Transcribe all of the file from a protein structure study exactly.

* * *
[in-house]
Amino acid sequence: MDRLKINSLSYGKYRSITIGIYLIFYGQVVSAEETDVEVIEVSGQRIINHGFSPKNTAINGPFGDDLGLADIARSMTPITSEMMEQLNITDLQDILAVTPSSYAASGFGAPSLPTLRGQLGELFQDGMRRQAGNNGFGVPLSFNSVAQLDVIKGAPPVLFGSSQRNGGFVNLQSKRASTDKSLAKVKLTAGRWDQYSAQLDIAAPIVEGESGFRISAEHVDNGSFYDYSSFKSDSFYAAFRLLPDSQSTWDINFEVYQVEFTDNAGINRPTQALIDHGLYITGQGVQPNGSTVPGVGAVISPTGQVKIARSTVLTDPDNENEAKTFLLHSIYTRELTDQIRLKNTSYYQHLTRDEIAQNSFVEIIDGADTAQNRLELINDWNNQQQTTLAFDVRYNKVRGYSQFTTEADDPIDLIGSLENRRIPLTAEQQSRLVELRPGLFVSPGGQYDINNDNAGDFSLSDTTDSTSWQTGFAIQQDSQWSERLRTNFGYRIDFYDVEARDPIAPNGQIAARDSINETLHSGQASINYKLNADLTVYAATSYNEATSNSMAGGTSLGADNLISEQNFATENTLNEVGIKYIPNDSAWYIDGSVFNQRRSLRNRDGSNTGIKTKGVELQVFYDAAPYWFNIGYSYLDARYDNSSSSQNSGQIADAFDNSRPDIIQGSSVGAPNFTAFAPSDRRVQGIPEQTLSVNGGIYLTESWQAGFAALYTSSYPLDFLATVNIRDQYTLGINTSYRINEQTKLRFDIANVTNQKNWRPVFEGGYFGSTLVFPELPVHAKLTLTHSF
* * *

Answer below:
[in-house]
Amino acid sequence: MDRLKINSLSYGKYRSITIGIYLIFYGQVVSAEETDVEVIEVSGQRIINHGFSPKNTAINGPFGDDLGLADIARSMTPITSEMMEQLNITDLQDILAVTPSSYAASGFGAPSLPTLRGQLGELFQDGMRRQAGNNGFGVPLSFNSVAQLDVIKGAPPVLFGSSQRNGGFVNLQSKRASTDKSLAKVKLTAGRWDQYSAQLDIAAPIVEGESGFRISAEHVDNGSFYDYSSFKSDSFYAAFRLLPDSQSTWDINFEVYQVEFTDNAGINRPTQALIDHGLYITGQGVQPNGSTVPGVGAVISPTGQVKIARSTVLTDPDNENEAKTFLLHSIYTRELTDQIRLKNTSYYQHLTRDEIAQNSFVEIIDGADTAQNRLELINDWNNQQQTTLAFDVRYNKVRGYSQFTTEADDPIDLIGSLENRRIPLTAEQQSRLVELRPGLFVSPGGQYDINNDNAGDFSLSDTTDSTSWQTGFAIQQDSQWSERLRTNFGYRIDFYDVEARDPIAPNGQIAARDSINETLHSGQASINYKLNADLTVYAATSYNEATSNSMAGGTSLGADNLISEQNFATENTLNEVGIKYIPNDSAWYIDGSVFNQRRSLRNRDGSNTGIKTKGVELQVFYDAAPYWFNIGYSYLDARYDNSSSSQNSGQIADAFDNSRPDIIQGSSVGAPNFTAFAPSDRRVQGIPEQTLSVNGGIYLTESWQAGFAALYTSSYPLDFLATVNIRDQYTLGINTSYRINEQTKLRFDIANVTNQKNWRPVFEGGYFGSTLVFPELPVHAKLTLTHSF